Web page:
This research project was a study that was based on a prior dissertation study that analyzed student success, as measured by achievement tests, within local communities with high poverty rates. Two Title 1 Reward high schools in the Phoenix area were examined through qualitative case studies to determine what had been implemented to help eliminate the perception of students coming from low income socio-economic backgrounds to achieve success on standardized tests. Five research questions were answered through classroom observation, interviews, and artifact collection and analysis to determine what efforts ensured student success. The aim of this dissertation study was to have provided other high schools whose student populations included low-socioeconomic backgrounds to implement and foster success for their students with possible replication.
Findings from this study included five research questions. Results from research question one outlined evidence that helped to explain how EHS was successful in helping their students be effective on standardized tests. Next, question two results exposed that EHS nurtured a culture of trust amongst teachers and administrators. Thirdly, question three illustrated for the reader more commonalities amongst the schools. Research question four results included that EHS and WHS worked hard to build student attitudes/attributes to have enjoyed success on standardized testing. Finally, question five results indicated that EHS used a shared leadership model having consisted of a principal, federal programs director, and counselor.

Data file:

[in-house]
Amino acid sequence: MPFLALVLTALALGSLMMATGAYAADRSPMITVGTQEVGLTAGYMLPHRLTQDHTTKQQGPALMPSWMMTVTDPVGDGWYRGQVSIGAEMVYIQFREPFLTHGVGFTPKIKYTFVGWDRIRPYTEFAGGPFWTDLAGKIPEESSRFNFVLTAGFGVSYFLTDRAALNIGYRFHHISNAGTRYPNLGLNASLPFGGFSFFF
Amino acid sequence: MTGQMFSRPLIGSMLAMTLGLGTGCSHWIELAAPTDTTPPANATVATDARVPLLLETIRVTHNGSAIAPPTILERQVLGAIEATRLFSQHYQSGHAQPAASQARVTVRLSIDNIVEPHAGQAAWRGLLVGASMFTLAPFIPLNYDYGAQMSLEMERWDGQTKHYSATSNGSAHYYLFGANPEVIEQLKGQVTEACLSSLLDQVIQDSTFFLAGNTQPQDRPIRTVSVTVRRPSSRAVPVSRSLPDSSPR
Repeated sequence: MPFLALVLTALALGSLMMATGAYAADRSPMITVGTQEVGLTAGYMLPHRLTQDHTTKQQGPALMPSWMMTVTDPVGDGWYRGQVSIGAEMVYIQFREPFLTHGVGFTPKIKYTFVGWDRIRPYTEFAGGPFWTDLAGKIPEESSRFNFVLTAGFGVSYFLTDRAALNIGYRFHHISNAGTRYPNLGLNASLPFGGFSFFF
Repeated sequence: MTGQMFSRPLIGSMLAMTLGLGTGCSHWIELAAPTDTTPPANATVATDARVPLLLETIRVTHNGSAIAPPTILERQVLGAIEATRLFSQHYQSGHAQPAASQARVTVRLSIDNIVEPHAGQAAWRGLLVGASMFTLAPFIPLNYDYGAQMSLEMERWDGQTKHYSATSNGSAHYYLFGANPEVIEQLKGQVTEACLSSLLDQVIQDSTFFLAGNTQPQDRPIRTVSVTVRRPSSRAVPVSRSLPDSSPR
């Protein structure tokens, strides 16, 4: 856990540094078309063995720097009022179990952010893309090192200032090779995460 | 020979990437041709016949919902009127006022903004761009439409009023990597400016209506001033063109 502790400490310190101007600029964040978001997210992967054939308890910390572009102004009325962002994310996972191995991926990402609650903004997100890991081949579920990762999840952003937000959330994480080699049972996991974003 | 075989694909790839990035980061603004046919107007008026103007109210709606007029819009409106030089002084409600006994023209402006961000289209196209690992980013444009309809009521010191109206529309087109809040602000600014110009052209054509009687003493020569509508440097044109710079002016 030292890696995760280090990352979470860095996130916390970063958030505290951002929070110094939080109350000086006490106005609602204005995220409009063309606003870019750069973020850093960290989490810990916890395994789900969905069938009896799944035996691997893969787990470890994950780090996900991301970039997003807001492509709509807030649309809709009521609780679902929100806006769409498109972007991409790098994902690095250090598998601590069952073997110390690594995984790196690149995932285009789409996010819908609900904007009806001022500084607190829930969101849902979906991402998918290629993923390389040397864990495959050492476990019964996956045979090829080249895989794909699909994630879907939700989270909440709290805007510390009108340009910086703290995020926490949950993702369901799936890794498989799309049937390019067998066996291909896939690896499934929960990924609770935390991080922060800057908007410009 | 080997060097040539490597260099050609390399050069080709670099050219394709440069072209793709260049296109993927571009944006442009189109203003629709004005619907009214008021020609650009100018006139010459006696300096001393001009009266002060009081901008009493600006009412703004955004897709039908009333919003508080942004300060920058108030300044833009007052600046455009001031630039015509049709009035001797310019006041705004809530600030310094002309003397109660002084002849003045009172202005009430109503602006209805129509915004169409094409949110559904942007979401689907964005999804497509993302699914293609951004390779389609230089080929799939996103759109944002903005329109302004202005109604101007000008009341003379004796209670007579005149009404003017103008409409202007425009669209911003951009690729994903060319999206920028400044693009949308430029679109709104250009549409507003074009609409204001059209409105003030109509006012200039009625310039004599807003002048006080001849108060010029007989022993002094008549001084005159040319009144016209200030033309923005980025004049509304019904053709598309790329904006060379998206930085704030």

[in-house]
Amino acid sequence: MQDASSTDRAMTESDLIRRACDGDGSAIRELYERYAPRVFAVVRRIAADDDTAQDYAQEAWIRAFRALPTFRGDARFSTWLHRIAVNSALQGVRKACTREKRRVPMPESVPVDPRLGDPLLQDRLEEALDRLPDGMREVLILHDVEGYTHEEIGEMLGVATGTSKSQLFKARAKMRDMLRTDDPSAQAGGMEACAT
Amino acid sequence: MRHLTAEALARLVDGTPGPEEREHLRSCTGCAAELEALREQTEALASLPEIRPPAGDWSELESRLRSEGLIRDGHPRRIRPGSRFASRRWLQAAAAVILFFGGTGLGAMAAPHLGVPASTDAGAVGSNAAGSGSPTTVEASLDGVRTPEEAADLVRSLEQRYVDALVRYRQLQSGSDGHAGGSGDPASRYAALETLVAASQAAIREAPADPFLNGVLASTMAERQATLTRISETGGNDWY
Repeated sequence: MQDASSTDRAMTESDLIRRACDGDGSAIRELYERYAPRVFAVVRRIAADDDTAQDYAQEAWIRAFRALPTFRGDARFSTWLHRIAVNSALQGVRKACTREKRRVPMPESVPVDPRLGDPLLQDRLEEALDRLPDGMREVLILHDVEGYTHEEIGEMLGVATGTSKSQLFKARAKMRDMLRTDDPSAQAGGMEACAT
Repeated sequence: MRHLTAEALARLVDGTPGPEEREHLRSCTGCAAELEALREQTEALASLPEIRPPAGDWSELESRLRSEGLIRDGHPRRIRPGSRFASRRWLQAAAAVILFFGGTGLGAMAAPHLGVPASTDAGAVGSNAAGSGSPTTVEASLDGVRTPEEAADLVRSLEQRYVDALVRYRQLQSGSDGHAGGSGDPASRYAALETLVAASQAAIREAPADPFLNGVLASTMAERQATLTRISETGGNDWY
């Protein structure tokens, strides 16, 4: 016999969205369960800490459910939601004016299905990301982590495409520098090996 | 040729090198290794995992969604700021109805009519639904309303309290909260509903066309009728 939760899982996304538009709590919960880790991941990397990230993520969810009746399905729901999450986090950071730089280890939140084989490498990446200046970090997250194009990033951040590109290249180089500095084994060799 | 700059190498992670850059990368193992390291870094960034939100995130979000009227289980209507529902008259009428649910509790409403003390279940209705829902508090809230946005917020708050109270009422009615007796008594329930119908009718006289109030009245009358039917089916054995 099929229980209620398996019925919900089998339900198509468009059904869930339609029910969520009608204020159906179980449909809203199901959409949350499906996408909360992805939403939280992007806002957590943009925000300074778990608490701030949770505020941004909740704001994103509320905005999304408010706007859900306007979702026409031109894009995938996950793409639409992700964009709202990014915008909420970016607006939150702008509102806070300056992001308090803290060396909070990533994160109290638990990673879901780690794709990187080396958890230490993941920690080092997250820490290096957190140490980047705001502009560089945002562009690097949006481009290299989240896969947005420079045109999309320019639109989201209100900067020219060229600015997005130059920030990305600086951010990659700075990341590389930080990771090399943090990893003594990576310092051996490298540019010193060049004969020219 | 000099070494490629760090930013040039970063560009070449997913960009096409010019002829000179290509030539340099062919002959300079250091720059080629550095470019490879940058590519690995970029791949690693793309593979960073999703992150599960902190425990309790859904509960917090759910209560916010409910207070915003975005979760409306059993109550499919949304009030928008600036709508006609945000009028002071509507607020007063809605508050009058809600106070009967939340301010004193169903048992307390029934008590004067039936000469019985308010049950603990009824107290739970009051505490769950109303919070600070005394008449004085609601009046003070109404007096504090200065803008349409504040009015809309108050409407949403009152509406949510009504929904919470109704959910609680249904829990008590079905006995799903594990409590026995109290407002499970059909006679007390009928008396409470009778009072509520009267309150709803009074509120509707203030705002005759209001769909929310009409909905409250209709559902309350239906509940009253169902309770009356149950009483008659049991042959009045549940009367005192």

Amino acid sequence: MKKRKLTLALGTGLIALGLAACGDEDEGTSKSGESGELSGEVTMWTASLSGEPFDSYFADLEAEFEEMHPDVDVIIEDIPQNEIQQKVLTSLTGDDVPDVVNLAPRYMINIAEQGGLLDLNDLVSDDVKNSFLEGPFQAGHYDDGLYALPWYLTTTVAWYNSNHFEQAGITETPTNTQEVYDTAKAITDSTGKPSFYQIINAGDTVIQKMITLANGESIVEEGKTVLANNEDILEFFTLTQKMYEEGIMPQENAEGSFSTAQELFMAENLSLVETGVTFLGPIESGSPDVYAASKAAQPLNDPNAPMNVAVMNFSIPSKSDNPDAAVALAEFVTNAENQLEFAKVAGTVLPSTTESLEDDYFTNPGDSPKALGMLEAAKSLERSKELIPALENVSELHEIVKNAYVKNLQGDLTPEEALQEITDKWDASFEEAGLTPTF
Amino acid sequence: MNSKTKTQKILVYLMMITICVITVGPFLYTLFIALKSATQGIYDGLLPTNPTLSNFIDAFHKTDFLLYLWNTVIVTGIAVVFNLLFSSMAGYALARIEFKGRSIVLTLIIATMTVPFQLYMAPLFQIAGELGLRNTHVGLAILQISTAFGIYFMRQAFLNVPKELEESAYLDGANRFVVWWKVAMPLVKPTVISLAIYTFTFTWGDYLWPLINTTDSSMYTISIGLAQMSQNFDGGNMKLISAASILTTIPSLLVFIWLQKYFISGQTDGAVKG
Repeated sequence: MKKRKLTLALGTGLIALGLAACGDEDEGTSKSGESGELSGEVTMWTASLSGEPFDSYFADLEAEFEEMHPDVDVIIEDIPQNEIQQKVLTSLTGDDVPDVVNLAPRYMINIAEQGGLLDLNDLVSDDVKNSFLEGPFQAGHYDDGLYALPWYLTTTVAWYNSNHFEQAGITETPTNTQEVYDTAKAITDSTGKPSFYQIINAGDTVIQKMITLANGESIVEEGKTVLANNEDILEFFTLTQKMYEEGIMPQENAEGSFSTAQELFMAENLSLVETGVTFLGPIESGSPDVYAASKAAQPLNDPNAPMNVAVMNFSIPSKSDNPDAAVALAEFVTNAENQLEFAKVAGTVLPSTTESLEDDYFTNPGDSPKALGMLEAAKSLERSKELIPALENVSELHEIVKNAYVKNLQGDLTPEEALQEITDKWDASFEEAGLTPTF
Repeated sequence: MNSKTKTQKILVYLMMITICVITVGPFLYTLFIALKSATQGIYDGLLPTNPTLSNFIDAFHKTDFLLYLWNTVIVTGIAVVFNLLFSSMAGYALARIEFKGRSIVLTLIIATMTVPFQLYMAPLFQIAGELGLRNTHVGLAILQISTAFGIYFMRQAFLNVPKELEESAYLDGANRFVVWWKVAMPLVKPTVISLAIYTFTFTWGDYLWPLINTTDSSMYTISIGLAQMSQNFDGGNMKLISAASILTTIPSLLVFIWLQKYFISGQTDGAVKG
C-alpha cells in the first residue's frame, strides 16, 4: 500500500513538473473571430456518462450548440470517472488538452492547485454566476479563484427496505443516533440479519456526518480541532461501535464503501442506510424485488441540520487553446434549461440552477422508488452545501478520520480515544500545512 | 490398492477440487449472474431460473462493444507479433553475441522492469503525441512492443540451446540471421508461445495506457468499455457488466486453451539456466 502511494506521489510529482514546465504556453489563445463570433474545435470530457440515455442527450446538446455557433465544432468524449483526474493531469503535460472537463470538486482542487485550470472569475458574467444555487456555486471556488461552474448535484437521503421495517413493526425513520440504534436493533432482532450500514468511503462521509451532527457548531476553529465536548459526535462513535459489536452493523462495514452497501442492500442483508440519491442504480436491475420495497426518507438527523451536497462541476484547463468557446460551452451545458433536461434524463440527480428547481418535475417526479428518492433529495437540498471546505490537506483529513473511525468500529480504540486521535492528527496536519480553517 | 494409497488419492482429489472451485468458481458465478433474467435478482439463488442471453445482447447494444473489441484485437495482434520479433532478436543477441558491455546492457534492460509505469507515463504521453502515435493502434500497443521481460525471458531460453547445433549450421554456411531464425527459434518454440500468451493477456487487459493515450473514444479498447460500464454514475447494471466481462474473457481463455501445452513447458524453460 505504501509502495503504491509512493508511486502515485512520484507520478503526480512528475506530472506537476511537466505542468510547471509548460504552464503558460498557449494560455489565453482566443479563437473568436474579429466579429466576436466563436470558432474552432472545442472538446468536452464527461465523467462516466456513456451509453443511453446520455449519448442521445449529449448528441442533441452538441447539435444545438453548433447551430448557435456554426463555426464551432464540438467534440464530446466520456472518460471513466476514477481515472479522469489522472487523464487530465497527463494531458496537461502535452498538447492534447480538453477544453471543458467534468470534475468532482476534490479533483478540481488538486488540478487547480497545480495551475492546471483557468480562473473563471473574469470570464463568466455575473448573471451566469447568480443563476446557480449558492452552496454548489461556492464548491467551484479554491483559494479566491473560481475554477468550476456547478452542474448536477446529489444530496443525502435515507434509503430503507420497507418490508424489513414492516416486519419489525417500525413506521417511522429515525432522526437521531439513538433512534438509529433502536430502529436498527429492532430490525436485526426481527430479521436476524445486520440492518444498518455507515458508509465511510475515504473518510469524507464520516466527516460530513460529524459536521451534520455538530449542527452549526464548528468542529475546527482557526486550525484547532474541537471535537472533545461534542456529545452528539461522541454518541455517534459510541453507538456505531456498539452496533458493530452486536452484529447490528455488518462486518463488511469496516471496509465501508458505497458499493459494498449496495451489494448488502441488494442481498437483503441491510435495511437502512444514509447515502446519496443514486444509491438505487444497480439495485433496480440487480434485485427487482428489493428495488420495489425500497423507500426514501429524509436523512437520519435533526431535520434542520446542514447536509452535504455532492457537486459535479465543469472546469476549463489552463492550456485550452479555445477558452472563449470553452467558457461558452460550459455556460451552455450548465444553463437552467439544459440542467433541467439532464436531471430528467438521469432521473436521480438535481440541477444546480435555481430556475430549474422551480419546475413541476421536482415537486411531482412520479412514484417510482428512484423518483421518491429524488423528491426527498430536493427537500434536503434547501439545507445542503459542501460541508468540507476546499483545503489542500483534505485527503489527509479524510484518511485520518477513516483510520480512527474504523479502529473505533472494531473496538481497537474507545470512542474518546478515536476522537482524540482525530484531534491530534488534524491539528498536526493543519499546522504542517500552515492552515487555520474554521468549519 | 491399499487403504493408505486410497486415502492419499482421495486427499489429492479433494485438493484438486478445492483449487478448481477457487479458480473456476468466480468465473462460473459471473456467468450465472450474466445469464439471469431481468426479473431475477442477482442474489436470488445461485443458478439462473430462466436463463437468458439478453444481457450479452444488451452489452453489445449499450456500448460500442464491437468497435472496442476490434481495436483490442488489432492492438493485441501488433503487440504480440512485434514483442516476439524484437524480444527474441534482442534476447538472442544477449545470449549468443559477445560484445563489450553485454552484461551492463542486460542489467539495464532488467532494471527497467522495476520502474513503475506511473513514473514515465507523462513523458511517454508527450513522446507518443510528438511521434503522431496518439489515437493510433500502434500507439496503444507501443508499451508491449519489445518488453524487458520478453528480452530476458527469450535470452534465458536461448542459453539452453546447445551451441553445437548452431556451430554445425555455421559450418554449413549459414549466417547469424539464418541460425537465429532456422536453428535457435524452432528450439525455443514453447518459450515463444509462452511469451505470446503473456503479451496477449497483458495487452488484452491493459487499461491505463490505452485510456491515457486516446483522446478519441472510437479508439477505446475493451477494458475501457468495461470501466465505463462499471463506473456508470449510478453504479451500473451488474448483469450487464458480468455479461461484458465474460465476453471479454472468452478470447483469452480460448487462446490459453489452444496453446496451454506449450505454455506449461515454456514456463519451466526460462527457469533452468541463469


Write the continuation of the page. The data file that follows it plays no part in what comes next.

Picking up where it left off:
|Commitee:||Clement, Nicholas, Gammon, MaryLou, VanDerLinden, Kim|
|School:||Northern Arizona University|
|School Location:||United States -- Arizona|
|Source:||DAI-A 76/07(E), Dissertation Abstracts International|
|Subjects:||Educational evaluation, Secondary education|
|Keywords:||Best practices, Charter schools, High poverty students, Small schools, Standardized tests, Student achievement|
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